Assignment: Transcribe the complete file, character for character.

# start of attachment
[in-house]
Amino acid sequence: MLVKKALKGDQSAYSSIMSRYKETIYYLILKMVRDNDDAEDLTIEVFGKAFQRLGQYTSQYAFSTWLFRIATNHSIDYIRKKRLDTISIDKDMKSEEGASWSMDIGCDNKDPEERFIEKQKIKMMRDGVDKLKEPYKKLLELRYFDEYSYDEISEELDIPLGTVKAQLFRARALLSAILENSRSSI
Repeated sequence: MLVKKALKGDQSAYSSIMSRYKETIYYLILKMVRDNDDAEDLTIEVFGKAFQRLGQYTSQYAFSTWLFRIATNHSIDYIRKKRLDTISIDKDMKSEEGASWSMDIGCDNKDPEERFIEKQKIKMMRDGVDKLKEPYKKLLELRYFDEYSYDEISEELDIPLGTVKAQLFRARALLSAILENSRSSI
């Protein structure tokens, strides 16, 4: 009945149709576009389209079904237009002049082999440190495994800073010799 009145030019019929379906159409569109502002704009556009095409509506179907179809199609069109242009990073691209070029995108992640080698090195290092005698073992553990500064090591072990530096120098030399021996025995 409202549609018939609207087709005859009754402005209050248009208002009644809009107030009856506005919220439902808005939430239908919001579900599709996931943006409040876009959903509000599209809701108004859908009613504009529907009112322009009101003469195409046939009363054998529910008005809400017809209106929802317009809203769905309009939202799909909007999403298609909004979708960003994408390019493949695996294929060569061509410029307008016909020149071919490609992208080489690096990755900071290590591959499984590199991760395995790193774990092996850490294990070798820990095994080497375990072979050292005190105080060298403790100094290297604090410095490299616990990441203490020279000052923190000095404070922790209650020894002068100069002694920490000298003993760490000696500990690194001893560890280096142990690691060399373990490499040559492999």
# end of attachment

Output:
[in-house]
Amino acid sequence: MLVKKALKGDQSAYSSIMSRYKETIYYLILKMVRDNDDAEDLTIEVFGKAFQRLGQYTSQYAFSTWLFRIATNHSIDYIRKKRLDTISIDKDMKSEEGASWSMDIGCDNKDPEERFIEKQKIKMMRDGVDKLKEPYKKLLELRYFDEYSYDEISEELDIPLGTVKAQLFRARALLSAILENSRSSI
Repeated sequence: MLVKKALKGDQSAYSSIMSRYKETIYYLILKMVRDNDDAEDLTIEVFGKAFQRLGQYTSQYAFSTWLFRIATNHSIDYIRKKRLDTISIDKDMKSEEGASWSMDIGCDNKDPEERFIEKQKIKMMRDGVDKLKEPYKKLLELRYFDEYSYDEISEELDIPLGTVKAQLFRARALLSAILENSRSSI
């Protein structure tokens, strides 16, 4: 009945149709576009389209079904237009002049082999440190495994800073010799 009145030019019929379906159409569109502002704009556009095409509506179907179809199609069109242009990073691209070029995108992640080698090195290092005698073992553990500064090591072990530096120098030399021996025995 409202549609018939609207087709005859009754402005209050248009208002009644809009107030009856506005919220439902808005939430239908919001579900599709996931943006409040876009959903509000599209809701108004859908009613504009529907009112322009009101003469195409046939009363054998529910008005809400017809209106929802317009809203769905309009939202799909909007999403298609909004979708960003994408390019493949695996294929060569061509410029307008016909020149071919490609992208080489690096990755900071290590591959499984590199991760395995790193774990092996850490294990070798820990095994080497375990072979050292005190105080060298403790100094290297604090410095490299616990990441203490020279000052923190000095404070922790209650020894002068100069002694920490000298003993760490000696500990690194001893560890280096142990690691060399373990490499040559492999």